Outbound links are links on your website that direct users to other websites, while inbound links are links on other websites that direct users to your website. Tracking both types of links is important for SEO and understanding user behavior.

How can I use the data from outbound link tracking to improve my website?

The data from outbound link tracking can be used to identify the types of content that your audience is interested in. By understanding which external websites your visitors frequently visit, you can tailor your content to match their interests. This can lead to increased engagement and user retention.

Can tracking outbound links affect my website’s SEO?

Tracking outbound links does not directly affect your website’s SEO. However, the data obtained can be used to improve your content strategy, which can indirectly improve your SEO. It’s also important to note that linking to high-quality, relevant websites can boost your website’s credibility and search engine ranking.

How can I track outbound links in Google Analytics in real-time?

Real-time tracking of outbound links in Google Analytics can be achieved by setting up event tracking for outbound link clicks. Once set up, you can view real-time data in the ‘Real-Time’ section of your Google Analytics account.

Can I track outbound links on specific pages of my website?

Yes, you can track outbound links on specific pages by setting up page-specific event tracking in Google Analytics. This allows you to understand user behavior on individual pages and optimize them accordingly.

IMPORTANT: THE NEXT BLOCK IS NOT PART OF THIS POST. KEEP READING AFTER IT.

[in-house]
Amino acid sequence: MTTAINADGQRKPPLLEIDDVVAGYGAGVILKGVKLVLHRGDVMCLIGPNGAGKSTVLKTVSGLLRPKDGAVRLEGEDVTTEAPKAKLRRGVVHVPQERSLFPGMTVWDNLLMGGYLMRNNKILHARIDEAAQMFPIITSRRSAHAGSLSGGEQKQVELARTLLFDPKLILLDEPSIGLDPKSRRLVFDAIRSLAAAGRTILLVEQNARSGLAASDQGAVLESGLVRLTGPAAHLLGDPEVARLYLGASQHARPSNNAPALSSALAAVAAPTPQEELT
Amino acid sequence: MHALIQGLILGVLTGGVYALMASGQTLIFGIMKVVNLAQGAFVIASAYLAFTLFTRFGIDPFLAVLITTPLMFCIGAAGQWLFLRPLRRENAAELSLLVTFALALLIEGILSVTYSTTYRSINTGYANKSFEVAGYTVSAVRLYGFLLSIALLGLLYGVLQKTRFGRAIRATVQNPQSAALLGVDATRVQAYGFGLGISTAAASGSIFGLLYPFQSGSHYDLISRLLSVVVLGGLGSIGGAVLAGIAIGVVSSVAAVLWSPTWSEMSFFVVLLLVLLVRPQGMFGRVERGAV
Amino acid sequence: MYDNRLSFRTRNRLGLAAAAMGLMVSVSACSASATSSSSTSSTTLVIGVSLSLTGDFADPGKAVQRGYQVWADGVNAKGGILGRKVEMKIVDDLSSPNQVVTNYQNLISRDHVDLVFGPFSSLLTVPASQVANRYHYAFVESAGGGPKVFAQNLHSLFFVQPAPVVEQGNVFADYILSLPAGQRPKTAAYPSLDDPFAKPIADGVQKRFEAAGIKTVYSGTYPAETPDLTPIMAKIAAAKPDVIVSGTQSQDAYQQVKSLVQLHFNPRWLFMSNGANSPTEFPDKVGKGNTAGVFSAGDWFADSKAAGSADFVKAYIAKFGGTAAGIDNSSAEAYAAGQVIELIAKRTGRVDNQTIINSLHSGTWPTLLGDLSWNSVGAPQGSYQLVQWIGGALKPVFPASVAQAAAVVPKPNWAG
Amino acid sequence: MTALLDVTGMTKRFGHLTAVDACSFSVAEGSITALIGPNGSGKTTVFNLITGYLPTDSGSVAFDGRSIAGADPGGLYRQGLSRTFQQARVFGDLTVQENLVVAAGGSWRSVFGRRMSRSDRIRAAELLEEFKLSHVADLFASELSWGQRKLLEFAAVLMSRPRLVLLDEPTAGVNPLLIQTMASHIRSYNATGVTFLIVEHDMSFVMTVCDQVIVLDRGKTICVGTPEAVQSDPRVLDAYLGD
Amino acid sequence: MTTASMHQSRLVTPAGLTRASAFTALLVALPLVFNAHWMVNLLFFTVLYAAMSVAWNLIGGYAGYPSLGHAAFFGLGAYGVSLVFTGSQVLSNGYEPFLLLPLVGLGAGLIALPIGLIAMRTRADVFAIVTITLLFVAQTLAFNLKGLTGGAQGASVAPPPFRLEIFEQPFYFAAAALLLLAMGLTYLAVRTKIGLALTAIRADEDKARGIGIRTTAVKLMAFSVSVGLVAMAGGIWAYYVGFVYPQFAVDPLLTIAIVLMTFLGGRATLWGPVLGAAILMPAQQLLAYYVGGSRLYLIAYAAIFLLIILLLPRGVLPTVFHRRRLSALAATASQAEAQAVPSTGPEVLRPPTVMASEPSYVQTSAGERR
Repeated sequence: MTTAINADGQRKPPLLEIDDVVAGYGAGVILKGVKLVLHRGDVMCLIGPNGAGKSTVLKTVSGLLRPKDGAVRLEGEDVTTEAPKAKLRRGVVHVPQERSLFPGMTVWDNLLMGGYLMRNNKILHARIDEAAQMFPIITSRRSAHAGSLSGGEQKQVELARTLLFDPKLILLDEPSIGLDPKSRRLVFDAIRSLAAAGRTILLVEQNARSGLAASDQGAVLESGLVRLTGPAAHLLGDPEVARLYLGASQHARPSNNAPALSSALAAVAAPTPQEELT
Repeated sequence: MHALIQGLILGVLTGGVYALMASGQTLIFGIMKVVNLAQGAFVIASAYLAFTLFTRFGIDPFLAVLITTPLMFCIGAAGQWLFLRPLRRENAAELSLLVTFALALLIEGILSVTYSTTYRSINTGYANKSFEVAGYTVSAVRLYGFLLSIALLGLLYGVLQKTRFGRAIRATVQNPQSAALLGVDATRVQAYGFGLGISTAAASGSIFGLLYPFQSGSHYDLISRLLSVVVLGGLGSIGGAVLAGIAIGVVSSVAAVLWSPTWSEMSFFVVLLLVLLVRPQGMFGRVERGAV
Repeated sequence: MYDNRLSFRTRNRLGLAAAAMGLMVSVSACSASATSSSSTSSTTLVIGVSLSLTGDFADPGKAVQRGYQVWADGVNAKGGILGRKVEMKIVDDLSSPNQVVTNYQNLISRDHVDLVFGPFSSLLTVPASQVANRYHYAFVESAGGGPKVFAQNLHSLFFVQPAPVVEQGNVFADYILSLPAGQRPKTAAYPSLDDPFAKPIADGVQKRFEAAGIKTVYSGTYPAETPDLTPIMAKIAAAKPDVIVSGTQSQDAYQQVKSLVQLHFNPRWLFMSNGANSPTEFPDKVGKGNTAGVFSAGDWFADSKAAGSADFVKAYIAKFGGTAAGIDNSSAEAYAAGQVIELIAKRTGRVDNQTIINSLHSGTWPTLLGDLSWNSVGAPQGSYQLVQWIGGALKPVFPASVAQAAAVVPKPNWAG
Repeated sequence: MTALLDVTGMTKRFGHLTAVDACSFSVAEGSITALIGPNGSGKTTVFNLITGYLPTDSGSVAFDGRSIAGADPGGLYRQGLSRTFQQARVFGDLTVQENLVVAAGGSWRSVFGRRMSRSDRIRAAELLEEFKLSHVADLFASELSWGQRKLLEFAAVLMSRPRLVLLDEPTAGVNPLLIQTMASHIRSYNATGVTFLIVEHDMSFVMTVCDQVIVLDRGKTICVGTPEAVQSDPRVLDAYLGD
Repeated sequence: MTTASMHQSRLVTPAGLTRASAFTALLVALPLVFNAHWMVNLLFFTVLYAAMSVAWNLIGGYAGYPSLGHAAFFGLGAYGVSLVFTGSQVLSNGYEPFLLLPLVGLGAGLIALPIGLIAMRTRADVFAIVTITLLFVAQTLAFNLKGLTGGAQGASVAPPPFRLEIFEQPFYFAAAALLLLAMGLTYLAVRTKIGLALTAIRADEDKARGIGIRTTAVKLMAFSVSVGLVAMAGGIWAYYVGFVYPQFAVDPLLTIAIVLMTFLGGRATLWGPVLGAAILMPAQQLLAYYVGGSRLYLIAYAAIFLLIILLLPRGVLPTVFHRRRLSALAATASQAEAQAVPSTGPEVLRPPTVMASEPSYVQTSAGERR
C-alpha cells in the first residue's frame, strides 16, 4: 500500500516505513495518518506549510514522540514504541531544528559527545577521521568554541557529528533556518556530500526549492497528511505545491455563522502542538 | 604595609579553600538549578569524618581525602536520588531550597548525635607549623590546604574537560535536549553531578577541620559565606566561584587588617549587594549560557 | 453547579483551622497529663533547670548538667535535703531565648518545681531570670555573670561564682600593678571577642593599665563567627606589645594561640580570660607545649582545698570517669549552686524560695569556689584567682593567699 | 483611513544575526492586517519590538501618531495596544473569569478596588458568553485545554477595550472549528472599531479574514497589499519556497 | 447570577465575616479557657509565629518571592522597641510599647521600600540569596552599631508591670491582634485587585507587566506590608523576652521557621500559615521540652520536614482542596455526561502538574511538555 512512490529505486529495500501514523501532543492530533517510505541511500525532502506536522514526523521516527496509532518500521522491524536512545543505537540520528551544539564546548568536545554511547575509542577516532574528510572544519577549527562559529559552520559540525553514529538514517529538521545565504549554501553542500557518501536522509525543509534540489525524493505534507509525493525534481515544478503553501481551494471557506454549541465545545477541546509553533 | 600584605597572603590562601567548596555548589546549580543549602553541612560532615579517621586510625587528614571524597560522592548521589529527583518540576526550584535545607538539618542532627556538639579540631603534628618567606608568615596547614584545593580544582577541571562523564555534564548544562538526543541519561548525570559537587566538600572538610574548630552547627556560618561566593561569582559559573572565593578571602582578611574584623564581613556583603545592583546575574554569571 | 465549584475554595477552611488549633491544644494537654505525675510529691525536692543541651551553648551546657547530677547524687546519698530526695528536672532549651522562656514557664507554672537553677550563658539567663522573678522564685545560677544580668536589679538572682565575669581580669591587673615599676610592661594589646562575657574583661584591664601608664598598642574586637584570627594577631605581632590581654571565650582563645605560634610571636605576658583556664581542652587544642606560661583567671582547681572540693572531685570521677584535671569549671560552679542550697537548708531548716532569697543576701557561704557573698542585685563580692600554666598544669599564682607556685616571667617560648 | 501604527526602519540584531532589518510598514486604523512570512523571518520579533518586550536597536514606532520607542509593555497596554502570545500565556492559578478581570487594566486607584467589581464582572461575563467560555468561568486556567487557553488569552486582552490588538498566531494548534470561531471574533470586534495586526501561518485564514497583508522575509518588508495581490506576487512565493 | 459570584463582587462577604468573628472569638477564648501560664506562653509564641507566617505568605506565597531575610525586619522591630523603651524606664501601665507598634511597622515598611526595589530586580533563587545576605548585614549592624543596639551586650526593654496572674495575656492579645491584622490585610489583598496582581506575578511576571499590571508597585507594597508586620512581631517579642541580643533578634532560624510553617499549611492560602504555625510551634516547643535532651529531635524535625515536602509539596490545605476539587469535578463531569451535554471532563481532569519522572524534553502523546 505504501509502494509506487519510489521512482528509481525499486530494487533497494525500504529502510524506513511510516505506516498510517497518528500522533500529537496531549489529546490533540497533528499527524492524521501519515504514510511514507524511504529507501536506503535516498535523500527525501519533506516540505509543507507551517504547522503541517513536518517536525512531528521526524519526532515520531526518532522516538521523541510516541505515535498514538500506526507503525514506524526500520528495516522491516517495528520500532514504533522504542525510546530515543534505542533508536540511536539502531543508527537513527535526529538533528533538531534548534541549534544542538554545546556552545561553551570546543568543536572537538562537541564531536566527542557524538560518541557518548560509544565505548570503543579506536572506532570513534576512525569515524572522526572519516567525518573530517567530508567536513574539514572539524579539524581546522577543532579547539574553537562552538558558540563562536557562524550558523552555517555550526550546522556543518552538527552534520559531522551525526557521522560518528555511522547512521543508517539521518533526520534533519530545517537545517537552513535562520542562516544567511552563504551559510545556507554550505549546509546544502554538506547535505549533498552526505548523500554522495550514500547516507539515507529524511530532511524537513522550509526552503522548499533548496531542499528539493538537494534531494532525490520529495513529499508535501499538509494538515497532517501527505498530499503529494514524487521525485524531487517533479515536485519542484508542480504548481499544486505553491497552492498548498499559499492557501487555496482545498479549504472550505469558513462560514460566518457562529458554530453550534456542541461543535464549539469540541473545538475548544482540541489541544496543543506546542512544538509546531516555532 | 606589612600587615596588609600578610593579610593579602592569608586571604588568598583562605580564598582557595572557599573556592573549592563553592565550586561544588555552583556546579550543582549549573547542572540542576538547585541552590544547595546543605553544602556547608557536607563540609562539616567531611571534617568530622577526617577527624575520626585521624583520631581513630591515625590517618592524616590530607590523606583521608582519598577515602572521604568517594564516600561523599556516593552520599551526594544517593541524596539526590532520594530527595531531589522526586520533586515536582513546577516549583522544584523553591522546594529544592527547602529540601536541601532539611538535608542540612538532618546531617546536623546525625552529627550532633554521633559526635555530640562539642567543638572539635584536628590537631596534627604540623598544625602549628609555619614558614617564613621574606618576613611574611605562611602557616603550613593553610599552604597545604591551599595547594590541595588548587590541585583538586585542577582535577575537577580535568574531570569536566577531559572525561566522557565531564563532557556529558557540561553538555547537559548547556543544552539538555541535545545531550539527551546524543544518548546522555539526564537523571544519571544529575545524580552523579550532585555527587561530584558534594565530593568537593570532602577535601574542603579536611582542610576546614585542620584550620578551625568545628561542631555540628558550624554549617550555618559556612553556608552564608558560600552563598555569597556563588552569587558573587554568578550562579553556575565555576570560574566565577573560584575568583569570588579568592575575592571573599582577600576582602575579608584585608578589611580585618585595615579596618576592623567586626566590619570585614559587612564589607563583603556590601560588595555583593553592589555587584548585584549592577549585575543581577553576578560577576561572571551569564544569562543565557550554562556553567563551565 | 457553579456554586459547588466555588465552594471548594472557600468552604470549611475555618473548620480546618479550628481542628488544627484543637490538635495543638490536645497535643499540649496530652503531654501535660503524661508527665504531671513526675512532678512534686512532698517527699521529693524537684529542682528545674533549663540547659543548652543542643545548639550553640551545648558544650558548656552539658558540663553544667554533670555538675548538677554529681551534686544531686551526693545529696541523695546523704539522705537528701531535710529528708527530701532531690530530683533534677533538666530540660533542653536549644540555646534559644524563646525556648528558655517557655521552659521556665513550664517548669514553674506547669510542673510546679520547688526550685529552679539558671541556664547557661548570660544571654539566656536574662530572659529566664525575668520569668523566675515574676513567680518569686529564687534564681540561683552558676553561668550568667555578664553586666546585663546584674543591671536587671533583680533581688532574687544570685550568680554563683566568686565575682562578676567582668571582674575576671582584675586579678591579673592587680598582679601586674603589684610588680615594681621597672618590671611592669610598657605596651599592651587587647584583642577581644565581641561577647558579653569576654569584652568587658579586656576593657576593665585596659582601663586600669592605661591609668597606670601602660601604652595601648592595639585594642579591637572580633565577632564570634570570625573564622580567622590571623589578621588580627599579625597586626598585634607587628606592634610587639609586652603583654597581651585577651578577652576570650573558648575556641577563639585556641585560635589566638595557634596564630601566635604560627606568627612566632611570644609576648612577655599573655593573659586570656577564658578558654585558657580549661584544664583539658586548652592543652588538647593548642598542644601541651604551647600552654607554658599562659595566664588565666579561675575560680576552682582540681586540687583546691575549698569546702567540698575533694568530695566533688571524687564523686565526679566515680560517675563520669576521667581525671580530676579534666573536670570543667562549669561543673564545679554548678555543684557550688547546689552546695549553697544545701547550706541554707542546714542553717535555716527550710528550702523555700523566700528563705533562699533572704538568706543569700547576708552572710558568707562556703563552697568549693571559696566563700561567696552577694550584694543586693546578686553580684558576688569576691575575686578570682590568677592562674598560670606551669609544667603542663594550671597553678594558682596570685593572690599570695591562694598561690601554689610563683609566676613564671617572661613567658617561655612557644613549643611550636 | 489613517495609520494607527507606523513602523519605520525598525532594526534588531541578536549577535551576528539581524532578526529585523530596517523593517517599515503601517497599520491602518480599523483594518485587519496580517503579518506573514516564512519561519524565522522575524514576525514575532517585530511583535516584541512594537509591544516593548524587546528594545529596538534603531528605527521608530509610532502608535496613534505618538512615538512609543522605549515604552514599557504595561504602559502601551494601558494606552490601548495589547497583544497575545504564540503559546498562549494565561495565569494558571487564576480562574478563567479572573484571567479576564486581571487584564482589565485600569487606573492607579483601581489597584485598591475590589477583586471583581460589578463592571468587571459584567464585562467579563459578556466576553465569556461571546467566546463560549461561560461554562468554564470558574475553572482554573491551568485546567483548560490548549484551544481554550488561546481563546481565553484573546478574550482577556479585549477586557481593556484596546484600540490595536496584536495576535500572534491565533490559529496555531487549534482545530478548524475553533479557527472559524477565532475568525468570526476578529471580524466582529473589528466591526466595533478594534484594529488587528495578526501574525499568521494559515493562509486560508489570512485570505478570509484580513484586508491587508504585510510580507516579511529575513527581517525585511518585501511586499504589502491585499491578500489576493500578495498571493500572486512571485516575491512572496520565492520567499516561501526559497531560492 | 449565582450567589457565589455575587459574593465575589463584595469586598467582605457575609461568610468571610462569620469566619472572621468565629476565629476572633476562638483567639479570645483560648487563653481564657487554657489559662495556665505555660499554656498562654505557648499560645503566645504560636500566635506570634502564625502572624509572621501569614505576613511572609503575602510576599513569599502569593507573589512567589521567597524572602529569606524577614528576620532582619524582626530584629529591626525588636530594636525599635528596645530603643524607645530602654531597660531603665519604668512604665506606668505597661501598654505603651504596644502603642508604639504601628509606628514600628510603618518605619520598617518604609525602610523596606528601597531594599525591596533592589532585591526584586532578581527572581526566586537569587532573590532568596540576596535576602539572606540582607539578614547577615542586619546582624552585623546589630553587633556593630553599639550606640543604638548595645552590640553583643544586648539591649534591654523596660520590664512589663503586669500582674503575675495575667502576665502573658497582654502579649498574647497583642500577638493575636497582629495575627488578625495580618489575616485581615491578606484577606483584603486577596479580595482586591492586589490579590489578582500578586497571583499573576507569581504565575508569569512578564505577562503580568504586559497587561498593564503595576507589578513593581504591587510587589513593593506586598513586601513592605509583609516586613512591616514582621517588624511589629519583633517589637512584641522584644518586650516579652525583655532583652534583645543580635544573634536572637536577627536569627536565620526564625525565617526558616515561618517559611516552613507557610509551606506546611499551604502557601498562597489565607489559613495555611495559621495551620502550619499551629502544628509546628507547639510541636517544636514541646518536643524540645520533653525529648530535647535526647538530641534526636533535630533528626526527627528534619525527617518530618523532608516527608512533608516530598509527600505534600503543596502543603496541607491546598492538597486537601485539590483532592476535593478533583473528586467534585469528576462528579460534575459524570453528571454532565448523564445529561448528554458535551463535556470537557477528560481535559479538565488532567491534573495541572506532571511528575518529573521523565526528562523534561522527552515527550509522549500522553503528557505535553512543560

What are the common challenges in tracking outbound links and how can I overcome them?

Some common challenges in tracking outbound links include setting up the tracking code correctly, interpreting the data, and maintaining the tracking setup as your website evolves. These challenges can be overcome by using tools like Google Tag Manager, seeking help from a professional, or learning more about Google Analytics.

Can I track outbound links on mobile devices?

Yes, Google Analytics allows you to track outbound links on both desktop and mobile devices. This provides a comprehensive view of user behavior across all devices.

Craig BucklerCraig Buckler
View Author

Craig is a freelance UK web consultant who built his first page for IE2.0 in 1995. Since that time he's been advocating standards, accessibility, and best-practice HTML5 techniques. He's created enterprise specifications, websites and online applications for companies and organisations including the UK Parliament, the European Parliament, the Department of Energy & Climate Change, Microsoft, and more. He's written more than 1,000 articles for SitePoint and you can find him @craigbuckler.